Witch Priestesses

These priestesses were believed to possess magical powers and were associated with witchcraft and divination. They were often the target of persecution in societies that rejected the idea of women having any kind of spiritual authority.

Shamanic Priestesses

These priestesses were believed to be able to communicate with spirits and the afterlife and were often involved in healing rituals and ceremonies. They were also associated with the natural world and were believed to be able to control the elements.

Mother Goddess Priestesses

These priestesses were associated with the worship of mother goddesses, such as the Greek goddess Demeter or the Roman goddess Ceres. They were responsible for performing rituals related to fertility and childbirth and were often associated with the protection of women and children.

Moon Priestesses

These priestesses were associated with the worship of the moon and were responsible for performing rituals related to the lunar cycle. They were often associated with the goddesses of the moon, such as the Greek goddess Artemis and the Roman goddess Diana.

It is important to note that the above-mentioned types of priestesses are not exhaustive and many societies have had different roles for women in these types of healing roles. A priestess’s role varied greatly depending on the culture and time period in which they lived. Even within a single culture, the role of a priestess could vary depending on the specific temple or shrine where she served.

Modern Day Priestesses

A modern-day priestess may have a variety of practices and beliefs, but generally, she sees herself as a spiritual guide toward healing and transformation. Priestesses today may work with rituals, divination, and other spiritual tools to help individuals and communities connect with their inner wisdom, intuition, and power. Many also focus on earth-based spirituality and honoring the divine feminine, while others have a more eclectic approach that draws from various spiritual and cultural traditions. And while the specific role of a modern-day priestess may depend on her training, personal beliefs, and the community she serves, what is consistent is her dedication to serving others on their healing path.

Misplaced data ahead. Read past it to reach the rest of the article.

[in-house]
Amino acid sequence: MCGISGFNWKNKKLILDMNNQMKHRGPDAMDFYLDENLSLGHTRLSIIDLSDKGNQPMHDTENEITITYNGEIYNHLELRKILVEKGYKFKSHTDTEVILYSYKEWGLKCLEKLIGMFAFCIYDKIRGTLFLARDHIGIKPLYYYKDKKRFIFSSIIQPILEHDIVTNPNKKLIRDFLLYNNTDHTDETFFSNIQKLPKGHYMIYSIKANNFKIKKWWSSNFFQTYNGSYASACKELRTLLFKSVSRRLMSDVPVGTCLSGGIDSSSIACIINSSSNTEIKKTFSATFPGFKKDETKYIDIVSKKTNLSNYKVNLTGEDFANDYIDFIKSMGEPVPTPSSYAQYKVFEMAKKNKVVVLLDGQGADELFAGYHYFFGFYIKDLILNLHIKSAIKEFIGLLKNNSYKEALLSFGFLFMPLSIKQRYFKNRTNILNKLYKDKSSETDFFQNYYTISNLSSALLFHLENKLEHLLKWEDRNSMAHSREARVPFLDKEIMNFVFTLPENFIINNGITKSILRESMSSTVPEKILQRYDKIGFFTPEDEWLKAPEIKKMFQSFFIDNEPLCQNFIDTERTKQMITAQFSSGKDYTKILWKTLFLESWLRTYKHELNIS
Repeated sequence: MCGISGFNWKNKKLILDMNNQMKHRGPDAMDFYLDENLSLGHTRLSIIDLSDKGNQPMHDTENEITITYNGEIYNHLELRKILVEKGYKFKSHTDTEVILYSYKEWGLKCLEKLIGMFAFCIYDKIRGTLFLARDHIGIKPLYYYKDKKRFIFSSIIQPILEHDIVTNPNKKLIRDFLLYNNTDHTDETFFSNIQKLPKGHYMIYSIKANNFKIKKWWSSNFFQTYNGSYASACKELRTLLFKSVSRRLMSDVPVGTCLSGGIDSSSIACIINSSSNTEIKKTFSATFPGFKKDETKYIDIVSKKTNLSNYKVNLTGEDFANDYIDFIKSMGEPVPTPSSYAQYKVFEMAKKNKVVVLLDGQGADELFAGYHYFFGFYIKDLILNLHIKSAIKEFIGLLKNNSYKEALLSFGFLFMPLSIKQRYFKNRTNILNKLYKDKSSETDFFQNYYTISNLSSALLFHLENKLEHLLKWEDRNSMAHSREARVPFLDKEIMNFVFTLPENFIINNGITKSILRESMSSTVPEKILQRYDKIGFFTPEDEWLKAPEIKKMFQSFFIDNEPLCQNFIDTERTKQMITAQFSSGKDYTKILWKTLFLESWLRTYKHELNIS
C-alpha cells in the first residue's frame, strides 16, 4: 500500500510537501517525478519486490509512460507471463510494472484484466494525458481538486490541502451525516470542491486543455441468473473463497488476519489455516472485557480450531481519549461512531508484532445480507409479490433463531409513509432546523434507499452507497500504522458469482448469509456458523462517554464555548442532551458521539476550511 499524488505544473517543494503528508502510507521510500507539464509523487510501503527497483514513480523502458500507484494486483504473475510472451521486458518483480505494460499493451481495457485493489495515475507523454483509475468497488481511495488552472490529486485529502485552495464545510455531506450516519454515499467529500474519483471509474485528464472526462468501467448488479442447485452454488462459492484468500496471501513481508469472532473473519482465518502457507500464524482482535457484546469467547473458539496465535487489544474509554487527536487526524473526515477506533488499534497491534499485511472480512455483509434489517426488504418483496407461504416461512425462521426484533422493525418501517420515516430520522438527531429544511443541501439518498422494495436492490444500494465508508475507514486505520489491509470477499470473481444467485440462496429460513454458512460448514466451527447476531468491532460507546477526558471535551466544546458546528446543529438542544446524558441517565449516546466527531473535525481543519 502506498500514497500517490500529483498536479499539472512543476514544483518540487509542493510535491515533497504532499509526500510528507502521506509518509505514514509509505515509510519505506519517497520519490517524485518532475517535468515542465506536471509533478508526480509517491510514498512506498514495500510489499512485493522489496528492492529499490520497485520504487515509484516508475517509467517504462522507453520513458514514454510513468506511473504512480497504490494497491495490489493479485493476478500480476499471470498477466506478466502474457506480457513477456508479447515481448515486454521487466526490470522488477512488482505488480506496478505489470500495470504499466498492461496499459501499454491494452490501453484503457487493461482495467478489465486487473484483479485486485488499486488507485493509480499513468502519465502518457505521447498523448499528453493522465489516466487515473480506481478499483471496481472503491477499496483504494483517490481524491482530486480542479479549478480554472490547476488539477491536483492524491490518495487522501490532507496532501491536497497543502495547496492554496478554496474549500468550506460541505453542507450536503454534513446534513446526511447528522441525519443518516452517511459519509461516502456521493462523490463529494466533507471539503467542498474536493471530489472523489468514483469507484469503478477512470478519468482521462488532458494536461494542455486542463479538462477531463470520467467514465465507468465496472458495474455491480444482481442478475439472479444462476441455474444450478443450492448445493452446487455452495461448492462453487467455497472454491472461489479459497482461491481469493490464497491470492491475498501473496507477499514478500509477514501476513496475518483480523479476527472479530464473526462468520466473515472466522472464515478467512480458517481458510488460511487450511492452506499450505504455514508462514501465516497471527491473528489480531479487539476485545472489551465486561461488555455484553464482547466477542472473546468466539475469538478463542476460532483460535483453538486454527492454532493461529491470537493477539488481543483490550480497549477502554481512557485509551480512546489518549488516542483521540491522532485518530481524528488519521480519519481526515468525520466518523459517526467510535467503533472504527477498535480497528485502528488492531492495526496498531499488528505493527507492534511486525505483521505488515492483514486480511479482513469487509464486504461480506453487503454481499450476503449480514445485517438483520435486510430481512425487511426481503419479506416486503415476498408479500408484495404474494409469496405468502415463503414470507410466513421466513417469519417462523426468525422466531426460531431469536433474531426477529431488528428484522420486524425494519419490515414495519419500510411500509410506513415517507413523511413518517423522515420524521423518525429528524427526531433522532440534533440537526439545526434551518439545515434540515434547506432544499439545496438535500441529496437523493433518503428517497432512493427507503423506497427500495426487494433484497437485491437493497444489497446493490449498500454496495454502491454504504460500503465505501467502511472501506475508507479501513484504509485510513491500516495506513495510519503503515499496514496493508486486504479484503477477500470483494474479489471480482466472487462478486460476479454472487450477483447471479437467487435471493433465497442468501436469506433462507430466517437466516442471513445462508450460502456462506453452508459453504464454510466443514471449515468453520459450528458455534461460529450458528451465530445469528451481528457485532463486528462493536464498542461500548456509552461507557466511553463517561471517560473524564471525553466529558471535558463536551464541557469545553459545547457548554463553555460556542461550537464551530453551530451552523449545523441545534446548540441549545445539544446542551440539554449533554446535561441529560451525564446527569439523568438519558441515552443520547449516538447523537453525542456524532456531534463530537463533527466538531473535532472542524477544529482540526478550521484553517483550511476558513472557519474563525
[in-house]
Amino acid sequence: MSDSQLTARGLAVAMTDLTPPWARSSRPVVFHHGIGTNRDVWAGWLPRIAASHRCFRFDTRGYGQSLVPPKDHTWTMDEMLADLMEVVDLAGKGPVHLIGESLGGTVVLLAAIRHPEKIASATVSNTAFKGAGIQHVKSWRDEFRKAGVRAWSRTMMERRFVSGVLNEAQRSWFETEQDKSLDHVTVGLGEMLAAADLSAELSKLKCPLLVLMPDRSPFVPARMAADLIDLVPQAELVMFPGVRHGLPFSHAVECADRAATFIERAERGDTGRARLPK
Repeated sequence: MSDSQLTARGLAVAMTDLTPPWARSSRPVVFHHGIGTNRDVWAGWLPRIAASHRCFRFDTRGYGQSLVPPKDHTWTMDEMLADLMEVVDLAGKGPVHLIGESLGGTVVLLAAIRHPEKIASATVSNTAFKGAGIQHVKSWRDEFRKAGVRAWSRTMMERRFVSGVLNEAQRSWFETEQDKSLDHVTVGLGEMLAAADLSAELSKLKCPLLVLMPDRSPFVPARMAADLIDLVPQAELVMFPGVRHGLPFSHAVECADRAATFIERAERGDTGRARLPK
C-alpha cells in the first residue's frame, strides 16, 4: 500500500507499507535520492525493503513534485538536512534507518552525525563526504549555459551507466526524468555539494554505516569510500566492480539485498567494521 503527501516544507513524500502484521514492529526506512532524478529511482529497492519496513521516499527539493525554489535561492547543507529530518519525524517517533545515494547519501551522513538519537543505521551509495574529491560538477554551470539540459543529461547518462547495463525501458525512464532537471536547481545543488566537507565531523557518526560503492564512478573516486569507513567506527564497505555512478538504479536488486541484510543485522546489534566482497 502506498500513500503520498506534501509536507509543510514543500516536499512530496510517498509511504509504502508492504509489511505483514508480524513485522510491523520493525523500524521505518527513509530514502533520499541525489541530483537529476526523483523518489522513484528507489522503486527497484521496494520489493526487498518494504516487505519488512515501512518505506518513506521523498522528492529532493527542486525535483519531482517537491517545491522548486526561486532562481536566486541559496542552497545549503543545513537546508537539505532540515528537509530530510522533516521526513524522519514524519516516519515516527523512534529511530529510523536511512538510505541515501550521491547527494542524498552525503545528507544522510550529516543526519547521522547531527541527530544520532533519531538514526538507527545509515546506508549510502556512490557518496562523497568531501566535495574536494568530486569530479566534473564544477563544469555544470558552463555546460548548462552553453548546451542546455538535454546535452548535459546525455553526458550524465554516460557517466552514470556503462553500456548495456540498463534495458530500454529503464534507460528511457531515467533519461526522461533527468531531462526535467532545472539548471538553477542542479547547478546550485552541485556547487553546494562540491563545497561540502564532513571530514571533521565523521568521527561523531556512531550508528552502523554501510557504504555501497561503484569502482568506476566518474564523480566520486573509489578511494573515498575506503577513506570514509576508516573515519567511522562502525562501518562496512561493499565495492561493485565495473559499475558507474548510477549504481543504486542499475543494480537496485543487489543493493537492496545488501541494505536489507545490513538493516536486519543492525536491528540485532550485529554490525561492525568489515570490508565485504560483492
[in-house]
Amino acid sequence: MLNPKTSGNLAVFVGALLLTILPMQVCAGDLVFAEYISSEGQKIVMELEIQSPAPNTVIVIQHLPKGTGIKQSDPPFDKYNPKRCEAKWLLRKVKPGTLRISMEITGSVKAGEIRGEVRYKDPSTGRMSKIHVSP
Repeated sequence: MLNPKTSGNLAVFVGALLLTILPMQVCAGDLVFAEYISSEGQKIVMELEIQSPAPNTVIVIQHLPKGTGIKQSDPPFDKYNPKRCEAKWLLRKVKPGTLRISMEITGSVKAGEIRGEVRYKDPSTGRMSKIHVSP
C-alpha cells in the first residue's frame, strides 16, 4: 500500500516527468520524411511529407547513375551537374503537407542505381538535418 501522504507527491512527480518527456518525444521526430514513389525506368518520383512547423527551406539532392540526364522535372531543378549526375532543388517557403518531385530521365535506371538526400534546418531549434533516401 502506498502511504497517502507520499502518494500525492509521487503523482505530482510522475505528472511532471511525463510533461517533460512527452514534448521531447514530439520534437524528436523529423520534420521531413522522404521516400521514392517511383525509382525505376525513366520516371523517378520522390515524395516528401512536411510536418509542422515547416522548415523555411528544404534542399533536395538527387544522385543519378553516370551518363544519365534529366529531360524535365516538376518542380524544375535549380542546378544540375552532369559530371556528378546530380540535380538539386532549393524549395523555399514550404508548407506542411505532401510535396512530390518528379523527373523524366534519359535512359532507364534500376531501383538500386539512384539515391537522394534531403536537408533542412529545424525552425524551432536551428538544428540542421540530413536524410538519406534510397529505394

Priestess Activities in Modern Day

A modern-day priestess can perform a variety of functions and activities, depending on her individual beliefs and practices. Some common activities that a modern-day priestess may engage in include:

  1. Spiritual healing and Guidance: Many modern-day priestesses view themselves as spiritual healers and offer guidance to those seeking help. She is often highly intuitive, or even a seeress. She may work with energy work or different energetic healing modalities. She may work with shadow-work, reiki, shamanic practices, herbalism, sound healing, sacred dance, and ancestral healing among others.
  2. Meditation and prayer: A priestess may lead meditation and prayer groups, or practice these activities privately to connect with her spiritual beliefs.
  3. Rituals and Ceremonies: Priestesses may create and lead rituals and ceremonies to celebrate the changing of the seasons, and important life events, or to mark significant spiritual milestones. These can include moon ceremonies that honor and celebrate the different phases of the lunar cycle, and their corresponding energies, the Wheel of the Year, or many other rites and sacred moments.
  4. Nature Connection: Many modern-day priestesses have a deep connection to nature and may lead ceremonies or rituals to honor the earth and its cycles. Priestesses might engage in other practices to deepen their connection with the natural world, such as wildcrafting, plant medicine work, or spending time communing with nature.
  5. Space Holding: Priestesses may work to build communities of like-minded individuals who share their spiritual beliefs and practices by hosting workshops, retreats, or gatherings that promote connection and support for women. She may also create rituals for specific events such as seasonal celebrations, life transitions, and milestones
  6. Education and Mentorship: Priestesses are dedicated to the betterment of all, and empowering women to step into their own power. She may do this in many ways including teaching and mentoring others about healing and practices, and guiding others on their spiritual journeys.

This list is of course not exhaustive but does give you an idea of how the priestess is expressed in the modern day.

Would you like to learn how to walk the path of a priestess? You can start by joining our community ceremonies, where we practice following the seasons. Find details on our events page.